Zaino couldn’t pick a favorite moment. “Our NYDJ family festival queen Retta is hilarious to spend time with,” she recalled. “Chef and author Carla Hall, who I know personally from my years as a producer on ABC’s The chew, baked biscuits in her hotel room throughout the weekend with strangers she would meet on the street. Having Tina Knowles-Lawson and Iman join us for dinner and show up for the Jane mission and vision was a dream come true. To work with Mayor Latoya Cantrell, Action New Orleans, NYDJ and Planned Parenthood to amplify issues important to black women and motherhood was something I will never forget.”

The Jane Club’s mission—to “create the village” that it takes to raise children and to foster women’s success—took on new meaning in executing the experience. “We were grateful to create something that represented and supported our New Orleans Janes,” Zaino told Ms., “and it truly took a village of Janes to get our NOLA pop up off the ground—from our title sponsors NYDJ, to Planned Parenthood, Ciroc, Evolve Footwear and Swivel Beauty, to the full Jane team on the ground, we worked tirelessly to create the most impactful experience possible.”

Zaino was one of the lead architects, but her co-conspirators also brought the space to life. “Jenny Billard executes the vision,” she explained. “Chudney Ross builds out a safe, nurturing and fun nest for the kids who visit. Shawnta Valdes holds our community hearts in light and Hailey Porter translates our IRL experience into something that all can enjoy on social media. McKensie Kirchner held down the fort throughout the weekend and Claire O. Bivens greeted guests with a southern smile and grace. Rickey Lee of Urban Earth created the magical space and Barrie Schwartz and Danielle Lee of My House Social ran the f and b like nobody’s business.We also had several Janes join us in NOLA—Aryn Drake-Lee and Trian Long-Smith recorded their podcast, bbs are trash, as part of our See Jane Live, and Hannah Diop, founder of Sienna Naturals, was representing Jane in our beauty lounge.”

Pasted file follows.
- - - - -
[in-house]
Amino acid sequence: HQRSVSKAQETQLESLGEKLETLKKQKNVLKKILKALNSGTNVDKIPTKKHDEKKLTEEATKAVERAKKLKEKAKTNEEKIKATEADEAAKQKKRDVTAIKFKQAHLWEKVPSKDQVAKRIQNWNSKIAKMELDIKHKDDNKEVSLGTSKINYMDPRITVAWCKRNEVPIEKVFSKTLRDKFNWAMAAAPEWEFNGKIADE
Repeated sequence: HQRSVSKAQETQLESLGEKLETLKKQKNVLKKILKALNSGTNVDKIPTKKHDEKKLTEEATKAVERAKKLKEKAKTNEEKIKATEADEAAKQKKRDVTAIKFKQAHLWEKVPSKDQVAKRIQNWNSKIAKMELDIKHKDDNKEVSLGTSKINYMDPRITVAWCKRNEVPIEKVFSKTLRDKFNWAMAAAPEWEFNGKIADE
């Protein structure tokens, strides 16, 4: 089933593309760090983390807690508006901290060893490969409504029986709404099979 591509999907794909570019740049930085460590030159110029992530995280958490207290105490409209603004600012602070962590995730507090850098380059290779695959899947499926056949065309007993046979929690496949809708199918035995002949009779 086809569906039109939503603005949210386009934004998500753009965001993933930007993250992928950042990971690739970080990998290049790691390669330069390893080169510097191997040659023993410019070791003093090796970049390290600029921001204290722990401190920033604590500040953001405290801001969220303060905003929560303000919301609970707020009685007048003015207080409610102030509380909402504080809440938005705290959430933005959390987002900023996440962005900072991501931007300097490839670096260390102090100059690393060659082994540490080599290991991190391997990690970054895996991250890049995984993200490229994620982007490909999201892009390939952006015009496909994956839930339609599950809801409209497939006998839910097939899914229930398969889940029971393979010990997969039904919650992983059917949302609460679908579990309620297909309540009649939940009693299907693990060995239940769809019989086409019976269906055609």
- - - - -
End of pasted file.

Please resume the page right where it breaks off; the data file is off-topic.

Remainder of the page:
Ross reveled in the opportunity to re-create The Nest in a new city and take the experience it offers on the road. “I was so happy to be in New Orleans to recreate that experience,” she told Ms., “for Janes traveling to Essence Fest with kids and local Janes who joined in on programming with their children.” The Chief Kid Officer is also the owner of Books and Cookies, a mobile, interactive literacy program, and she brought some of that programming to New Orleans as well with two music storytimes for the littlest Janes. “Our programs not only entertain children,” she explained, “but also develop vocabulary, improve the ability to learn to read and, perhaps most important, foster a lifelong love of books, reading and learning—which is important no matter where you travel!”